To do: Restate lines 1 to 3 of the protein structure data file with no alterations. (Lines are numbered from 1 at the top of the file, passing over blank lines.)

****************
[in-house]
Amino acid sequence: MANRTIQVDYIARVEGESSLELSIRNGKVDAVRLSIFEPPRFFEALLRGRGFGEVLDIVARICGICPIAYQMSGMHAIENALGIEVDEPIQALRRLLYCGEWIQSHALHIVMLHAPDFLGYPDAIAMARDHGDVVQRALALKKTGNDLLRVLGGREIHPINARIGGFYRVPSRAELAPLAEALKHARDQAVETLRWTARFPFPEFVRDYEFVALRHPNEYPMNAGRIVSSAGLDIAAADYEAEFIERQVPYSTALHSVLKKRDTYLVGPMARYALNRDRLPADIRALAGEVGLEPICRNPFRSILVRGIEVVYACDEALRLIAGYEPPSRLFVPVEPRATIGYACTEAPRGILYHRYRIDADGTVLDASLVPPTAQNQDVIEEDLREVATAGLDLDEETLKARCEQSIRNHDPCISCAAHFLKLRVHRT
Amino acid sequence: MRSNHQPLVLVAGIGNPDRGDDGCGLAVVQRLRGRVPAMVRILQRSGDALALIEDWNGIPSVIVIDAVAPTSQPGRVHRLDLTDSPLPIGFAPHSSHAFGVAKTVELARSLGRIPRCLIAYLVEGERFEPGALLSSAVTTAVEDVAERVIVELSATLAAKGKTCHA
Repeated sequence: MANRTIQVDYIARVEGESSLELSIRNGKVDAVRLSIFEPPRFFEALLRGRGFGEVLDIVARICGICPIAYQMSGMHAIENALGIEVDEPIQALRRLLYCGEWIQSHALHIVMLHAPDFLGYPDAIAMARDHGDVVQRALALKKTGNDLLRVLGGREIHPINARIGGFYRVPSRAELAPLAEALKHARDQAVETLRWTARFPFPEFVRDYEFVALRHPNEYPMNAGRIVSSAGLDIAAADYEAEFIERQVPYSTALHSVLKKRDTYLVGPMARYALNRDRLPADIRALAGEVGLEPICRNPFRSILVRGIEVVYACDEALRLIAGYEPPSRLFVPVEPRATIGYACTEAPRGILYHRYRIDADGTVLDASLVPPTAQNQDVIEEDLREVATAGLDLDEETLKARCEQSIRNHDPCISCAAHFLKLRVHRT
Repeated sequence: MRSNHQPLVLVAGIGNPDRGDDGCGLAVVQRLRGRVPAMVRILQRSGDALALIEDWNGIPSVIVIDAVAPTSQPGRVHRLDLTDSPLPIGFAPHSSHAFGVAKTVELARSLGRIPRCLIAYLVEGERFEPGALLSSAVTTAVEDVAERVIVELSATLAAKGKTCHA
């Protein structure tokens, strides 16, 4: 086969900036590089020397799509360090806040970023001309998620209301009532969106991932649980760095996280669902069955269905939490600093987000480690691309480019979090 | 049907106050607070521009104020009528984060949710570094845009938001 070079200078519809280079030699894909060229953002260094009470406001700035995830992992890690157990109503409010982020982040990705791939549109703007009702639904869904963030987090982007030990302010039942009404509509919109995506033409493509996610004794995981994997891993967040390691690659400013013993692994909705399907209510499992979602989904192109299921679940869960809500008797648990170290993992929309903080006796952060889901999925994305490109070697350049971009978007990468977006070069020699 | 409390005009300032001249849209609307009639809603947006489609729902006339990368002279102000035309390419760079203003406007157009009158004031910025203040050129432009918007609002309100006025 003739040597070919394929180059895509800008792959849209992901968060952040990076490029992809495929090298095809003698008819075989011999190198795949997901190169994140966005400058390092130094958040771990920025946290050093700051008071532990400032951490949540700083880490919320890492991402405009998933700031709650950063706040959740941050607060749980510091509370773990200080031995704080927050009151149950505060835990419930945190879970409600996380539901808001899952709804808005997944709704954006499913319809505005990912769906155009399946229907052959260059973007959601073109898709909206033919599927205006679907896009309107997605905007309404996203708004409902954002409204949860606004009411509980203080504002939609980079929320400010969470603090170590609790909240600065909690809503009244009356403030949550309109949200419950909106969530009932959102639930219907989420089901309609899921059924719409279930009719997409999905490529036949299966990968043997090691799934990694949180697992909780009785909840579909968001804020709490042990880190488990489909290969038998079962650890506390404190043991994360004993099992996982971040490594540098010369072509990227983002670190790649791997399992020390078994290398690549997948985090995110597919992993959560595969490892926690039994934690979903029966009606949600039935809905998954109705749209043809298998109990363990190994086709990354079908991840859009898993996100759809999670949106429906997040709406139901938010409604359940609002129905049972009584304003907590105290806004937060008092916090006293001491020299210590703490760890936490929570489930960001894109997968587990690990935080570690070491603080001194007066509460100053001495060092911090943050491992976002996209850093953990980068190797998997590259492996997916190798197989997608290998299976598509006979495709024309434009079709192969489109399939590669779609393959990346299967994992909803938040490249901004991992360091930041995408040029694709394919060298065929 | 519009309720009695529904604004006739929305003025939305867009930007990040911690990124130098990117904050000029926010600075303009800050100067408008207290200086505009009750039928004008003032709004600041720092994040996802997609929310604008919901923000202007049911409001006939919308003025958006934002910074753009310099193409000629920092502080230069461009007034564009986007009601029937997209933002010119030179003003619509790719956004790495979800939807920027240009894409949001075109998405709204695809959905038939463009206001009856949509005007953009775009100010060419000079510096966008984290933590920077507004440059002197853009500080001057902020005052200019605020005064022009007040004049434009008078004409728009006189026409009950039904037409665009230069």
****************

[in-house]
Amino acid sequence: MANRTIQVDYIARVEGESSLELSIRNGKVDAVRLSIFEPPRFFEALLRGRGFGEVLDIVARICGICPIAYQMSGMHAIENALGIEVDEPIQALRRLLYCGEWIQSHALHIVMLHAPDFLGYPDAIAMARDHGDVVQRALALKKTGNDLLRVLGGREIHPINARIGGFYRVPSRAELAPLAEALKHARDQAVETLRWTARFPFPEFVRDYEFVALRHPNEYPMNAGRIVSSAGLDIAAADYEAEFIERQVPYSTALHSVLKKRDTYLVGPMARYALNRDRLPADIRALAGEVGLEPICRNPFRSILVRGIEVVYACDEALRLIAGYEPPSRLFVPVEPRATIGYACTEAPRGILYHRYRIDADGTVLDASLVPPTAQNQDVIEEDLREVATAGLDLDEETLKARCEQSIRNHDPCISCAAHFLKLRVHRT
Amino acid sequence: MRSNHQPLVLVAGIGNPDRGDDGCGLAVVQRLRGRVPAMVRILQRSGDALALIEDWNGIPSVIVIDAVAPTSQPGRVHRLDLTDSPLPIGFAPHSSHAFGVAKTVELARSLGRIPRCLIAYLVEGERFEPGALLSSAVTTAVEDVAERVIVELSATLAAKGKTCHA